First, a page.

Saturday, March 22, 2008


[YouTube Link] Black Button, a short film by Lucas Crandles. If you couldn't get caught, would you kill a stranger for $10 million?

Run time: 7 minutes, 7 seconds long.


John said...


I recall the same basic premise -- the button and the cash reward -- on one of the several Twilight Zone wannabes which aired in the 1980s.

In that version, the people being tempted (a couple) were guaranteed that the victim would be someone they did not know. The tempter left them alone overnight to discuss the decision. They ended up pushing the button. The next day, the tempter shows up with the cash and picks up the button. They ask what will happen to the button device, and the tempter tells them that the button will be given to someone else ... "I can guarantee you that it will be someone you don't know," implying that they'll be the next victims.

This was sort of an inversion of that storyline -- the victim becomes the next person tempted, rather than the person tempted becoming the next victim.

John said...

I remembered that episode, too. It was a good'un.

Anonymous said...

That actually was a Twilight Zone episode from the 80s series. It was called Button, Button and is one of the more memorable episodes from that series.

I thought I read that there was going to be a full length movie based off the button idea but I haven't heard anything about it lately.

Anonymous said...

Twilight Zone’s Button, Button Episode:

Part 1:
Part 2:

Anonymous said...

I'd like to say I wouldn't, but then I remember Stanley Milgram's experiment from a long-ago Psych 101 class...

Anonymous said...

John is right.
Actually this is a rip off of a twilight zone from the 80's.
In it, a husband and wife are offered the choice. The button is red not black.

Very dissapointing to see someone else's idea taken and passed off as original.

Creativity is not something you can steal. When I find the link to that episode, your 15 minutes will be up.

Enjoy it thief.

Anonymous said...

You'd think that if you suddenly got zapped into a big white room with a guy who is omniscient (knows exact car deaths up to the second) that you were dealing with some serious paranormal shit and it would be safer to take the moral road. It's not like some guy in a suit walked up to you at Starbucks and made the same offer.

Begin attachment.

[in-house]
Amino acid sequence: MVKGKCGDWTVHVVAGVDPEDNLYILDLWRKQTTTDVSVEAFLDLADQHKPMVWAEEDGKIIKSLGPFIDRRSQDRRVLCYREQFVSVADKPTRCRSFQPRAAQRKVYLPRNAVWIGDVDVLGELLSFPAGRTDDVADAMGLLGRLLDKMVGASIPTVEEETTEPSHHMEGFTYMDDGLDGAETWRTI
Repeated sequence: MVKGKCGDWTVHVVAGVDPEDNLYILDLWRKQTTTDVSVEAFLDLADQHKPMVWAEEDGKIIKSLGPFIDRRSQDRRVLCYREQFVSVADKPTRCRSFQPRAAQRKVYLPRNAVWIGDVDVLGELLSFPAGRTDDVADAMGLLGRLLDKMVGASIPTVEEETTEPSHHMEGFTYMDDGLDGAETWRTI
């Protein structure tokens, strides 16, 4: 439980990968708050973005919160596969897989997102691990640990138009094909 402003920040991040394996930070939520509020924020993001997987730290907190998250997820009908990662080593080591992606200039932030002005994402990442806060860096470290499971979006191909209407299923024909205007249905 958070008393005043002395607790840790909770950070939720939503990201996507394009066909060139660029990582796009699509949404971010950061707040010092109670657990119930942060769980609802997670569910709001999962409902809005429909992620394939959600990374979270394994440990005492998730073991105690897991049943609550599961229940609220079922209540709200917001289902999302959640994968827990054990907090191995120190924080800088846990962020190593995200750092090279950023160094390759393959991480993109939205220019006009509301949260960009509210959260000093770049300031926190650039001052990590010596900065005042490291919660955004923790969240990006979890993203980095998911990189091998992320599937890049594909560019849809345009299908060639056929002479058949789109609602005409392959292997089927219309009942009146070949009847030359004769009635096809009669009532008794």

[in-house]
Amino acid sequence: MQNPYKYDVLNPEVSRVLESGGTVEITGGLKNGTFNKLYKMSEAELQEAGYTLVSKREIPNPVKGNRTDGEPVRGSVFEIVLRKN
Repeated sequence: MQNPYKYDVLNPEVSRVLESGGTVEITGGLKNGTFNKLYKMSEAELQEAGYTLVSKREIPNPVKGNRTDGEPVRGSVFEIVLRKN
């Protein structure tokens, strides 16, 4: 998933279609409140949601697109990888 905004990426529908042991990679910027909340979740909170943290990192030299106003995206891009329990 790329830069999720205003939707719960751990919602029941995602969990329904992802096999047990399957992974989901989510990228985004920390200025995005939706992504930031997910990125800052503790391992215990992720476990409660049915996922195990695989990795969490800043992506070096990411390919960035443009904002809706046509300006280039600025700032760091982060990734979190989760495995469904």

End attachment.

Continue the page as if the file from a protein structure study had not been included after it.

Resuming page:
Hasn't the Twilight Zone taught us anything?

Anonymous said...

Anonymous - as someone who works in the creative field I know that it can be hard to come up with an idea that has not been done before. This premise is not that uncommon and it has a nice twist that, I think you'll find, was not in the Twilight Zone episode as described. It is very possible that the creator had never seen that episode at all. I haven't, but I still recognised the setup.
It's easy to have a go at people on the internet without knowing all the facts, isn't it?

Anonymous said...

obviously they are somewhere in the UK, so why isn't it 1 million british pounds sterling?!! the devil should have access to a bureau de change

Anonymous said...

Anonymous @ 4.35, it's clear to anyone that Neighbours and Home & Away have had their fair influence on the modern British tongue, but I believe you'll find this was filmed in Sydney, not London.

$10M -- everyone has their price -- I'd be happy with a cool $1M, along with an end to war, famine, inequity... although that would negate all of my monetary gain.

Anonymous said...

God - whenever anyone creates anything interesting and puts it on the web, a legion of middle-aged dweebs scurries into their mom's basement and taps out some reference that it was done before.

As someone who was born well after the last Twilight Zone episode ever saw the light of day, I'd like to say this - "Nerds, go back to your Second LIfe Myspace fan page.

So something similar was done 20 years ago.

What's your point? Are directors and creative people now expected to reference the entirety of human expression so as not to upset the the deilcate sensabilities of film geeks and other tragic headcases.

To suggest that the film maker stole this idea is as insulting and baseless as to suggest that the Coen Brothers stole Homer's oddysey to make Oh Brother where art thou.


Anonymous said...

Maybe not, but they stole Hammett's "Red Harvest" to make "Miller's Crossing."

(Did not! Did too! .......)


Anonymous said...

"What's your point? Are directors and creative people now expected to reference the entirety of human expression so as not to upset the the deilcate sensabilities of film geeks and other tragic headcases."

Couldn't have said it better. If anything, this 'version' of the Faustian Bargain is better (and I've seen the TZ episode), which is based on a short story, which is based on a folk tale, which is based on a...etc

The guys who made this did a Making Of spot on YouTube, and they claim never to have seen the TZ episode. I believe them 100%. The differences in this one are so significant I think the point is invalid anyway.

They made this for $200 (they are Australian, from Melbourne) and did a fine job of it. I bet the angry anonymous accusing them of 'thieving' hasn't made anything 1/100th this impressive in their time.

In any case, it's gotten close to a million people on YouTube thinking (and was up for a YouTube best film award too), so that's not a bad thing.

Anyway, I thought it was brilliant on many levels. Talented fellows with bright careers ahead of them, I'd say.

Anonymous said...

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Anonymous said...

You're all right--but best to read the original story "Button, Button," by Richard Matheson. He is the author of "I Am Legend" and "What Dreams May Come", among others.